How to develop a compliance strategy that improves decision-making

compliance strategy for decision-making

Compliance is often seen as the ‘demon’ within regulated entities – the department that stops you doing things, costs a lot of budget, doesn’t produce anything and was imposed on you by the regulators

Well, if that is still the view, apart from being nonsense, it’s also inaccurate and totally unfair on the hardworking and dedicated people within the function. The truth of the matter is, that the compliance function only stops you doing things that would cause the company harm. It also makes you do things that will benefit the company in the long term. Whilst it also contributes much more to the business than it costs, due to the fines and sanctions it helps to avoid. For these reasons, integrating compliance into strategic decision making of regulated entities is so important.

Senior management does, and should, recognise the valuable and essential part that compliance plays in the business’ success. Which is why, increasingly, a compliance strategy must form an essential part of decision-making that drives the business forward. No 5-year plan should ever be formulated, within a regulated entity, without consideration of the role compliance will be playing.

How compliance isn’t a ‘blocker’, but can help drive the business forward

In the Financial Services (FinServs) sector, companies are scrambling in a very competitive environment to gain or retain their foothold in a dynamic market. If not kept in check, this can lead to bad habits forming: taking shortcuts, ignoring signals and trying to do business at any cost. The ‘cost’, however, can be high, if the regulator identifies errors or sloppy practices.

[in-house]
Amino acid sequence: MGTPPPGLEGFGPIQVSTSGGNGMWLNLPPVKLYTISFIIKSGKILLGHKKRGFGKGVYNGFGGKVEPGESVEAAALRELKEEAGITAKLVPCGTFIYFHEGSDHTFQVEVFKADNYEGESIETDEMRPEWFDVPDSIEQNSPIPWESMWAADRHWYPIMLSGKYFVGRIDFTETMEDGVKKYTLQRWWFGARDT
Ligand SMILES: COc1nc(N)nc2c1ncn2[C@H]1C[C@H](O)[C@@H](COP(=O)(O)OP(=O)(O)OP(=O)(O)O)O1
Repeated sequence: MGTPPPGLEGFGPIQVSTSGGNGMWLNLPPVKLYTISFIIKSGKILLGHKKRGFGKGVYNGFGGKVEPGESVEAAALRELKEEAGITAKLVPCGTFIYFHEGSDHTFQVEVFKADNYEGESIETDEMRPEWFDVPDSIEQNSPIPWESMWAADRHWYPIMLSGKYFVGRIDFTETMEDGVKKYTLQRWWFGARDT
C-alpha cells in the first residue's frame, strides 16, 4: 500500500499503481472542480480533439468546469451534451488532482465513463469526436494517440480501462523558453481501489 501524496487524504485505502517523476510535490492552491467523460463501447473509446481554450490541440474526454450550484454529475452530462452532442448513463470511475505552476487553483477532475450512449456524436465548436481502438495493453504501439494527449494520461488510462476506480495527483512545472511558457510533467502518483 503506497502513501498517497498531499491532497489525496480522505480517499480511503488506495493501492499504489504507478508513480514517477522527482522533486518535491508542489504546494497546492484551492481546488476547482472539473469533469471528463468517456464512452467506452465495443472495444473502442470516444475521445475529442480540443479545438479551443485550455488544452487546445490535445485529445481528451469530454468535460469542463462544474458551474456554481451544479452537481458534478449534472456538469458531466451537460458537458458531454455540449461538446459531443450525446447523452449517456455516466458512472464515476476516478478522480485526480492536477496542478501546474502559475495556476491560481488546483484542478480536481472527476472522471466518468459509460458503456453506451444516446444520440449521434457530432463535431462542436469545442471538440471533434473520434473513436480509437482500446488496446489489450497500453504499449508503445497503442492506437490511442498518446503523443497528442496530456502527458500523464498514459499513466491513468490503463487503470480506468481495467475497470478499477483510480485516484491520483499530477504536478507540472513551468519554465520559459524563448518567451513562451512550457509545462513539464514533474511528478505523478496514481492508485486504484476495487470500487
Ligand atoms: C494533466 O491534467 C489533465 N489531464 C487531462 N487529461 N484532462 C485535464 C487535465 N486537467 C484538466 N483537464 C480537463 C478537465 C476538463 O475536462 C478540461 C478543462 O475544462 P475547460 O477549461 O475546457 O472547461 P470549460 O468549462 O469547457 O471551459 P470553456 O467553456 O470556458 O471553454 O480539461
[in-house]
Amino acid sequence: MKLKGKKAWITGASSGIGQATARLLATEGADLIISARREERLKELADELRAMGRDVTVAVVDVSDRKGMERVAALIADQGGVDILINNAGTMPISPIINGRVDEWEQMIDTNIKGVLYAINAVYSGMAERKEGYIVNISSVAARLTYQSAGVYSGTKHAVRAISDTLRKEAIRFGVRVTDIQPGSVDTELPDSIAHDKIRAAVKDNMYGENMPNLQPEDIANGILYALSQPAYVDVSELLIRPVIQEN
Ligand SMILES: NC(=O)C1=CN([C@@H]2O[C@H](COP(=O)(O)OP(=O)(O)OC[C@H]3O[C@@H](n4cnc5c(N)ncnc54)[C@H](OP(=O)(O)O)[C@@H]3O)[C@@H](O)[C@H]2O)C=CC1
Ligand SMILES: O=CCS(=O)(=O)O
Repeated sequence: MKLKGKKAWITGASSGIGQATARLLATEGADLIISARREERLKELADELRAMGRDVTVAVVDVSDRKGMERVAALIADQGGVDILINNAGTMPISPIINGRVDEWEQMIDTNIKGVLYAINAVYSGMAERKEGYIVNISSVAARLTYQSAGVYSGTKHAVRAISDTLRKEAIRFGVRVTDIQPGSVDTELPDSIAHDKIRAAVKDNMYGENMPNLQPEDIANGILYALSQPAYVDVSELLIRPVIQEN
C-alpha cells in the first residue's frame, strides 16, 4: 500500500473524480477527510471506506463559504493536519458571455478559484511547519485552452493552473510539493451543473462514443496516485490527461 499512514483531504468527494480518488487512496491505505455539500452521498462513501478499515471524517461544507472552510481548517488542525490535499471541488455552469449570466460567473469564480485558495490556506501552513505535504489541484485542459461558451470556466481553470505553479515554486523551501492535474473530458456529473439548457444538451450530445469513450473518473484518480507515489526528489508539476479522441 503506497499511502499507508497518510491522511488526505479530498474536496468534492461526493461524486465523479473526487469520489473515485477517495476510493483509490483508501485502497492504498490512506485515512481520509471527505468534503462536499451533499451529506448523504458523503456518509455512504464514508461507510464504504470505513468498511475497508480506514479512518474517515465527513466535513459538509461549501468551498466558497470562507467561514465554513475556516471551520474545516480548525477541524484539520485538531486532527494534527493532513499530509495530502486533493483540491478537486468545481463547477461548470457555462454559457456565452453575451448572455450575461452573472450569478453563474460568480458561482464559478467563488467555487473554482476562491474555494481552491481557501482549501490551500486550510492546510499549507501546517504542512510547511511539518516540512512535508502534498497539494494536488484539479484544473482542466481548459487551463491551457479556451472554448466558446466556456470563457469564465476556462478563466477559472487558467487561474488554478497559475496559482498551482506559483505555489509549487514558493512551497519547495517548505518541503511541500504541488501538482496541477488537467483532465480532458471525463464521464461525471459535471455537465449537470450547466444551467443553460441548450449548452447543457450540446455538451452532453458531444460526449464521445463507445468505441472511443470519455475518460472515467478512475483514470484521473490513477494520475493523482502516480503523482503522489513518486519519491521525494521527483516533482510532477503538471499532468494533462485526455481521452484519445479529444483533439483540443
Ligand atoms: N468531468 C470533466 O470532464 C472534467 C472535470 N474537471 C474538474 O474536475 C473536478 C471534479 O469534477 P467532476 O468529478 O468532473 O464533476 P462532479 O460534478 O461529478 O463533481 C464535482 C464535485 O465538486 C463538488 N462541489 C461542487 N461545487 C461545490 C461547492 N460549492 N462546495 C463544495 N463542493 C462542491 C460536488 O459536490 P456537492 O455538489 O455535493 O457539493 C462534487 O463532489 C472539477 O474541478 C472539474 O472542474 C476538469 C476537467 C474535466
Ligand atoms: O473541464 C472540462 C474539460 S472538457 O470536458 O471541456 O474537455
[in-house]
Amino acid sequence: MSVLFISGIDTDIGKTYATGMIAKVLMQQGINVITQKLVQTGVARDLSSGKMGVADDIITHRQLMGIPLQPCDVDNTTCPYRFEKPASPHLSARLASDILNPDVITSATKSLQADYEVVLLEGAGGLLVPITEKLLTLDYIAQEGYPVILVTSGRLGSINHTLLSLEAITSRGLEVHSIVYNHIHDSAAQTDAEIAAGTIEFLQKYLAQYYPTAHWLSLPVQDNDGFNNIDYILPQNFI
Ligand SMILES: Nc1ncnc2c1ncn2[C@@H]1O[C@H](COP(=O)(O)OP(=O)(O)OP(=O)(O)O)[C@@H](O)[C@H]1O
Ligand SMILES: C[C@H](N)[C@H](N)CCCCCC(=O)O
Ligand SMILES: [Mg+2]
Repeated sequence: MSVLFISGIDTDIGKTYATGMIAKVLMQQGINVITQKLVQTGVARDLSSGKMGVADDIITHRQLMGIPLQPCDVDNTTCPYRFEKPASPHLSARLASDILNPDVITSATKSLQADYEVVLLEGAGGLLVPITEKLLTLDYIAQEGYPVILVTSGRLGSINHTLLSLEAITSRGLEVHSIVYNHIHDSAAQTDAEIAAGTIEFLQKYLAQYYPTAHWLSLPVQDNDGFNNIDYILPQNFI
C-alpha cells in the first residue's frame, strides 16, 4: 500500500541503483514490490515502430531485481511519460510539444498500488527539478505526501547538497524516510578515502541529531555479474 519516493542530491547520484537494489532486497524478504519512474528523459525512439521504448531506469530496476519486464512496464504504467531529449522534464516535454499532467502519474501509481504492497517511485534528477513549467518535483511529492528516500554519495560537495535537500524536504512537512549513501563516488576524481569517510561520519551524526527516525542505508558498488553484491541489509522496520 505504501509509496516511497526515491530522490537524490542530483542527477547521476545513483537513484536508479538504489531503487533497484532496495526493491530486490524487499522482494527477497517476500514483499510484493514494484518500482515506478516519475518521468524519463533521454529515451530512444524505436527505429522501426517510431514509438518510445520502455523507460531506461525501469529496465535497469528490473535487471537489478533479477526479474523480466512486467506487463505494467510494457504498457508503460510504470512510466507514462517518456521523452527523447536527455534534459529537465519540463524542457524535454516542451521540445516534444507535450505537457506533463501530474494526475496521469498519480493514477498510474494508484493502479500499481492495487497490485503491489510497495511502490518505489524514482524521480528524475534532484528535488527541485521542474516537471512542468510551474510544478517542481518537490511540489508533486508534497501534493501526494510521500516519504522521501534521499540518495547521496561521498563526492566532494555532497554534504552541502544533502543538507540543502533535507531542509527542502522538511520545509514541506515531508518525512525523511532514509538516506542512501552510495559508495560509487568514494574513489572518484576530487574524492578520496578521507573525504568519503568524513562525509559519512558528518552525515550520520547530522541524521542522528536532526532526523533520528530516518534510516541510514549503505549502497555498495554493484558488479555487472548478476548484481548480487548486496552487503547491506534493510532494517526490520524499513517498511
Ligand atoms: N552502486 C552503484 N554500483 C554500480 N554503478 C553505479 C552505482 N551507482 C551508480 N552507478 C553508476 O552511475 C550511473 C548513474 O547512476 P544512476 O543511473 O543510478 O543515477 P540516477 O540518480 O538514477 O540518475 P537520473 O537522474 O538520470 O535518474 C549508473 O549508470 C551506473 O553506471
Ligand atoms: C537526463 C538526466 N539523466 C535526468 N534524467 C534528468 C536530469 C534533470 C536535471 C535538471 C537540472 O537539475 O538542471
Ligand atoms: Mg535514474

The role of compliance isn’t just to stop these bad habits forming, but to find better and more efficient ways of doing business that will satisfy the regulator. Every regulated entity has anti-money laundering (AML) obligations around due diligence (CDD), when performing their onboarding, whether that be consumer (KYC) or B2B (KYB). One of the key roles of compliance is to identify the best processes available to deliver these functions in the most efficient, effective and economic ways. By doing this they can provide protocols for the sales teams to follow, that will help to make their processes both safer and more efficient. 

The days of following manual processes to verify identities are gradually receding into the past. There are still some notable exceptions to this, particularly amongst the more monolithic members of the FinServs community, who still struggle with multiple legacy systems that don’t talk to each other and fear the disruption that introducing automated software systems they imagine might bring. Sadly, that fear is imaginary, as modern, bespoke software systems cause little disruption, as most are hosted offsite and are managed through cloud-based portals.

Efficient processes from integrating compliance into strategic decision making

Conversely, regulated entities that have embraced the introduction of compliance automation to run their KYC/KYB programmes are benefitting hugely from them. For these forward-thinking companies, gone are the days of compliance CDD backlogs and customer disillusionment. Instead, processes are slick and effective, providing excellent customer service, ripe for repeat and incremental sales business. In addition, the sales team can concentrate on generating more sales. Whilst the compliance function only has to deal with queries that might need further investigation, based on their risk profile.